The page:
Receiving Wide Coverage ...
Signed, sealed ... maybe not delivered: Bernie Sanders fans, take heart. The Democrats released their party platform late last week and it includes a proposal for the U.S. Postal Service to offer basic banking services, like cashing checks. The concept has previously been backed by labor unions, Sen. Elizabeth Warren – and yes, Sanders – though the banking industry has tended to resist the effort.
Still, it's unlikely to come to fruition anytime soon, given the sorry state of the post office's budget and the fact that such a provision would require congressional approval. The party document includes some additional banking measures: a defense of the Consumer Financial Protection Bureau, support for a financial transactions tax and a proposed ban on bankers sitting on the boards of the Federal Reserve's 12 regional banks. The platform also calls for an updated version of the Glass-Steagall Act, which the GOP platform recently endorsed. Wall Street Journal, Reuters, CNBC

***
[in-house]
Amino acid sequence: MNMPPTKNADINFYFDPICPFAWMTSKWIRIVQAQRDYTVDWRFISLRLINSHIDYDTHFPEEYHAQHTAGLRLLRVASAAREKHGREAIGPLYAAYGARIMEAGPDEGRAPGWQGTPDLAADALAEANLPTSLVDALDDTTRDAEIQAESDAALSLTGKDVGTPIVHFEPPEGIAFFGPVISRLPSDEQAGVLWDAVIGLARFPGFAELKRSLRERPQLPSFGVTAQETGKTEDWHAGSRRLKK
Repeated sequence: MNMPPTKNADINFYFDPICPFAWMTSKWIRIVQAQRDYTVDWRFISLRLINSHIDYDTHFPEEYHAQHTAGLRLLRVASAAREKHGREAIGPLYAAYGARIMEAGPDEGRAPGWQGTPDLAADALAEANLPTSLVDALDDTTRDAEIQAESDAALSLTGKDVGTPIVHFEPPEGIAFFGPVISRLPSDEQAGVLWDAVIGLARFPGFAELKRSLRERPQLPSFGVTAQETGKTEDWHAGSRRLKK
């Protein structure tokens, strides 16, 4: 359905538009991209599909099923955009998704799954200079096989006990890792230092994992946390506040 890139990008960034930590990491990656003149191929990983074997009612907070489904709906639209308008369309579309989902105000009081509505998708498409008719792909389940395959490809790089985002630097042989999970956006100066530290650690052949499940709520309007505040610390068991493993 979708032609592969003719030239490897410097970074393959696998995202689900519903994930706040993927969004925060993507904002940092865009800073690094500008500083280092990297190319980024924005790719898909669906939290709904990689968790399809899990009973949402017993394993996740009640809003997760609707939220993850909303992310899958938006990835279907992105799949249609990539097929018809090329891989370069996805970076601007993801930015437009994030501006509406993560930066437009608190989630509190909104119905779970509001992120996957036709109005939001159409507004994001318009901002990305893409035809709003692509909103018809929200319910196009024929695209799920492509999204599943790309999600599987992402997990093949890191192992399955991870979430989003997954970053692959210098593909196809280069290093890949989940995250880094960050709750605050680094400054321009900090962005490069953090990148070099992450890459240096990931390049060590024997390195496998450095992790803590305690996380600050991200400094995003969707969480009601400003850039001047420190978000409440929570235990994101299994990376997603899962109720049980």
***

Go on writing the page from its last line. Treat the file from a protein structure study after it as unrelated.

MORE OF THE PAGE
Wall Street Journal
Getting serious: The battle over peer-to-peer payments is heating up, as banks reintroduced their joint venture, called clearXchange, that allows instant transactions.
Tipping the scales: Observers lauded PayPal's agreement with Visa last week, which ended their longstanding feud, but it appears "the terms of the deal reflect Visa's superior bargaining position as the owner of crucial payment infrastructure," the paper says.
Always be prepared: Some of the country's biggest lenders said in recent earnings reports that they're increasing their reserves, anticipating a rise in loan losses in coming months. "The higher reserves in part reflect efforts to expand loan volume. As competition for borrowers intensifies, some lenders also are lowering credit-score requirements and taking on riskier customers," the paper says. "But they also stem from a growing conviction that improvements in credit quality have come to an end."
Chasing NIM: Net interest margin, the difference between what banks pay on deposits and charge on loans and investments, fell at six of the largest banks in the second quarter, despite the Fed's December rate increase. That's bad news for regional banks, too.
Swaps struggle: Banks, particularly in Europe, are running into problems using derivatives with the implementation of post-crisis rules.
New York Times
Payday crackdown: The paper explores the possible impacts, on borrowers and lenders alike, of the Consumer Financial Protection Bureau's upcoming payday loans rule.